Closing the Loop Between Skills and Simulation: What Is Driving Your Undergraduate Nursing Program?

2.50
Hdl Handle:
http://hdl.handle.net/10755/618330
Category:
Full-text
Format:
Text-based Document
Type:
Presentation
Title:
Closing the Loop Between Skills and Simulation: What Is Driving Your Undergraduate Nursing Program?
Author(s):
O’Connor, Teresa; Weinschreider, Joanne
Author Details:
Teresa M. O'Connor, MS, RN; Joanne Weinschreider, MS, RN
Abstract:
There is a need for high quality educational programs to prepare novice nurses to work in complex health care environments. Undergraduate nursing programs historically have four main educational experiences that make up the curriculum: lecture, clinical experiences, skills learning and simulation-based education. Failure to collaborate and coordinate these educational opportunities can impede student success. The Wegmans School of Nursing offers a baccalaureate undergraduate program that serves students over four semesters. Over five years the WSON mapped lecture, clinical, skills teaching and testing with simulation-based learning activities. By mapping content and skills across the program, we developed and implemented a closed-loop process between the LRC, the Simulation Center, the UG Curriculum Committee and the clinical course faculty. This process promotes patient safety and skill retention at each level through collaboration and data tracking. This process required a curriculum and staffing redesign. The LRC curriculum begins each semester (J1-S1) with skill-based education, practice, and testing. Students then complete two to four high fidelity scenarios in the Simulation Center that reinforce skills and content. Students who do not perform as expected in any area are flagged for remediation in the LRC. This data is tracked and used to improve LRC, Simulation Center, clinical course, and program curriculums. Closing this loop has made vast improvements to our undergraduate nursing program. We are able to track knowledge gaps and develop and improve programs. Over the last five years we have improved our simulation-based competency scores as well as our NCLEX first time pass rate.
Keywords:
Clinical Simulation; curriculum mapping; program assessment
Repository Posting Date:
11-Aug-2016
Date of Publication:
11-Aug-2016
Conference Date:
2016
Conference Name:
International Nursing Association for Clinical Simulation and Learning Annual Conference 2016
Conference Host:
International Nursing Association for Clinical Simulation and Learning
Conference Location:
Grapevine, TX, USA
Description:
Annual Simulation Conference. Held at the Gaylord Texan Resort & Convention Center

Full metadata record

DC FieldValue Language
dc.language.isoen_USen
dc.type.categoryFull-texten
dc.formatText-based Documenten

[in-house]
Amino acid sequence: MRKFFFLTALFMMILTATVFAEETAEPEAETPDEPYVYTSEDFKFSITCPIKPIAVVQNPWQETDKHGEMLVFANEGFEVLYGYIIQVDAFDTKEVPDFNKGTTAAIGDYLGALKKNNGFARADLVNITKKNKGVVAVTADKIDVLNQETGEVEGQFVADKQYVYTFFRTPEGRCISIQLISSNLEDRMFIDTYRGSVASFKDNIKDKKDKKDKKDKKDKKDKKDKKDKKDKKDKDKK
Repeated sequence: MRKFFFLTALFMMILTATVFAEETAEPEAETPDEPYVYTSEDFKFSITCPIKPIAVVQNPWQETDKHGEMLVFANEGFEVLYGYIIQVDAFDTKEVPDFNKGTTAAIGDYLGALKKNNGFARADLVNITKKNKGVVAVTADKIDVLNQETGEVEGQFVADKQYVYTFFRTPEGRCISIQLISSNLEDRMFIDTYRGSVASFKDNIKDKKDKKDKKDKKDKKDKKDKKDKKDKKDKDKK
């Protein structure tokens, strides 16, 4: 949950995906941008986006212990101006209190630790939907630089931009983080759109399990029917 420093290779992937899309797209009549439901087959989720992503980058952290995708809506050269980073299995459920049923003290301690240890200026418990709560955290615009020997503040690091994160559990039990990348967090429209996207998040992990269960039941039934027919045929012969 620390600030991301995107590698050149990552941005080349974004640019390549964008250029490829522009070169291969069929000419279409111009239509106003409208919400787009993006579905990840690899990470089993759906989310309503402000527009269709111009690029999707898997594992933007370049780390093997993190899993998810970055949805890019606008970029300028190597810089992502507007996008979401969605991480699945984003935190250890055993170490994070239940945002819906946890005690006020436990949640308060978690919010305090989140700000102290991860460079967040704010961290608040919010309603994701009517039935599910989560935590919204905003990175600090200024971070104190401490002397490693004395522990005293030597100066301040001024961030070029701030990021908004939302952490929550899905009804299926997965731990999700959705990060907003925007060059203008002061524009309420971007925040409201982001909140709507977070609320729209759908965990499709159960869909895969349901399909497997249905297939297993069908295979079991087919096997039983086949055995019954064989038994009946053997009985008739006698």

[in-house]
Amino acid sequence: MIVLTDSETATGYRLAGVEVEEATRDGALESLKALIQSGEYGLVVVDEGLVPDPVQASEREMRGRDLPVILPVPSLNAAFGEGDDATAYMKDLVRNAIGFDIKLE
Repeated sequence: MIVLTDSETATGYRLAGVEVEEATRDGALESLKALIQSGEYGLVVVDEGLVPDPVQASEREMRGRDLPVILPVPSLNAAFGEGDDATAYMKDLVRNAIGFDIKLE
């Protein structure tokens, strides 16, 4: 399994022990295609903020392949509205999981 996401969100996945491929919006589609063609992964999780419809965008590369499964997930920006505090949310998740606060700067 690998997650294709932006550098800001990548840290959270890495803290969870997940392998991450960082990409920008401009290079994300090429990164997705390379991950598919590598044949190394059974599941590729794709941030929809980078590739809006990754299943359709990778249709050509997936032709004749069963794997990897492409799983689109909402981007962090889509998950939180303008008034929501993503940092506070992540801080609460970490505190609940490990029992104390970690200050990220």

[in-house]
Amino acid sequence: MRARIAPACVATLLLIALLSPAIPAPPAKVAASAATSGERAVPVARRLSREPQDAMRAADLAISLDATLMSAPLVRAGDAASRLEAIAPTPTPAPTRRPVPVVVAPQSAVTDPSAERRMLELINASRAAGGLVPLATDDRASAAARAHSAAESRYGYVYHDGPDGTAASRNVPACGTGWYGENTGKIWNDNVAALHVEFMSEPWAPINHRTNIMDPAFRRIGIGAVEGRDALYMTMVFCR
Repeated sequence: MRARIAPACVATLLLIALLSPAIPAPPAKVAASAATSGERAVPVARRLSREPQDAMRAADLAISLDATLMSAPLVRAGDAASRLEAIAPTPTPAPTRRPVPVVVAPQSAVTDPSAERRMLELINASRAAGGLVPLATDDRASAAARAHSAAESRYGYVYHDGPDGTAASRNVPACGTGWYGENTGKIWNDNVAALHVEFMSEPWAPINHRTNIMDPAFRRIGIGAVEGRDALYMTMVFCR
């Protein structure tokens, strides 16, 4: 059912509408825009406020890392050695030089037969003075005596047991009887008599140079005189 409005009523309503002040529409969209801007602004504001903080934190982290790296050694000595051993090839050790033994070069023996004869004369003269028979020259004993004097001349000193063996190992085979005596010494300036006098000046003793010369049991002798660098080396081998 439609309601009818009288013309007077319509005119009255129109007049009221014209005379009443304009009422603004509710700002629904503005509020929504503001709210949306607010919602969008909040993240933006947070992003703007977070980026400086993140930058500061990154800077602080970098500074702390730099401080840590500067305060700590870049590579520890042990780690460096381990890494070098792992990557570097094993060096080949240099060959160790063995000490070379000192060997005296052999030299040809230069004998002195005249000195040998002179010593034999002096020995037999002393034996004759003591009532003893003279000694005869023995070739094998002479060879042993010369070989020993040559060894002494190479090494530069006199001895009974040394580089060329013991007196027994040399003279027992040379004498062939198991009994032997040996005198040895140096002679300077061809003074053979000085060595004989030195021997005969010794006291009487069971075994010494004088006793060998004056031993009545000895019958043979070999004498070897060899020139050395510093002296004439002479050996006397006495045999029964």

dc.typePresentationen
dc.titleClosing the Loop Between Skills and Simulation: What Is Driving Your Undergraduate Nursing Program?en
dc.contributor.authorO’Connor, Teresaen
dc.contributor.authorWeinschreider, Joanneen
dc.author.detailsTeresa M. O'Connor, MS, RN; Joanne Weinschreider, MS, RNen
dc.identifier.urihttp://hdl.handle.net/10755/618330-
dc.description.abstractThere is a need for high quality educational programs to prepare novice nurses to work in complex health care environments. Undergraduate nursing programs historically have four main educational experiences that make up the curriculum: lecture, clinical experiences, skills learning and simulation-based education. Failure to collaborate and coordinate these educational opportunities can impede student success. The Wegmans School of Nursing offers a baccalaureate undergraduate program that serves students over four semesters. Over five years the WSON mapped lecture, clinical, skills teaching and testing with simulation-based learning activities. By mapping content and skills across the program, we developed and implemented a closed-loop process between the LRC, the Simulation Center, the UG Curriculum Committee and the clinical course faculty. This process promotes patient safety and skill retention at each level through collaboration and data tracking. This process required a curriculum and staffing redesign. The LRC curriculum begins each semester (J1-S1) with skill-based education, practice, and testing. Students then complete two to four high fidelity scenarios in the Simulation Center that reinforce skills and content. Students who do not perform as expected in any area are flagged for remediation in the LRC. This data is tracked and used to improve LRC, Simulation Center, clinical course, and program curriculums. Closing this loop has made vast improvements to our undergraduate nursing program. We are able to track knowledge gaps and develop and improve programs. Over the last five years we have improved our simulation-based competency scores as well as our NCLEX first time pass rate.en
dc.subjectClinical Simulationen
dc.subjectcurriculum mappingen
dc.subjectprogram assessmenten
dc.date.available2016-08-11T16:06:00Z-
dc.date.issued2016-08-11-
dc.date.accessioned2016-08-11T16:06:00Z-
dc.conference.date2016en
dc.conference.nameInternational Nursing Association for Clinical Simulation and Learning Annual Conference 2016en
dc.conference.hostInternational Nursing Association for Clinical Simulation and Learningen
dc.conference.locationGrapevine, TX, USAen
dc.descriptionAnnual Simulation Conference. Held at the Gaylord Texan Resort & Convention Centeren
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